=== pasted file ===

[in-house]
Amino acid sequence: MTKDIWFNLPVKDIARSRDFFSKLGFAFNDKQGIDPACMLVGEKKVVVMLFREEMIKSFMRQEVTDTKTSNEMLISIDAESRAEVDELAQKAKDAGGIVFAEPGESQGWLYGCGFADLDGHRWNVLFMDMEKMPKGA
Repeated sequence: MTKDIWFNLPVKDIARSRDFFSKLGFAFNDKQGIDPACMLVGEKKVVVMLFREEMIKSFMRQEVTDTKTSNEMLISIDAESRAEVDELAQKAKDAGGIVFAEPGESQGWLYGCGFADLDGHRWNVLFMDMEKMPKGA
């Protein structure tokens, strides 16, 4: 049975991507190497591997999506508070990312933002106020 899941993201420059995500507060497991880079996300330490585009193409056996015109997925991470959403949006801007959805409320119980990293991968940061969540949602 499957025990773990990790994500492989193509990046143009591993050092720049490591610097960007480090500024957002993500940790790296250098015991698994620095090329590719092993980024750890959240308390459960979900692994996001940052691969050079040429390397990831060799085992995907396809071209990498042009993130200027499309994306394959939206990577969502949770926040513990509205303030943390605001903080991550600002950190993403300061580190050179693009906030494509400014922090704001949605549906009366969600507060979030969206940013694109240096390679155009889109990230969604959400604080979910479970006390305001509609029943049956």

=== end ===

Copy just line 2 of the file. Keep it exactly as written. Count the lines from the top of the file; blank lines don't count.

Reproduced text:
Amino acid sequence: MTKDIWFNLPVKDIARSRDFFSKLGFAFNDKQGIDPACMLVGEKKVVVMLFREEMIKSFMRQEVTDTKTSNEMLISIDAESRAEVDELAQKAKDAGGIVFAEPGESQGWLYGCGFADLDGHRWNVLFMDMEKMPKGA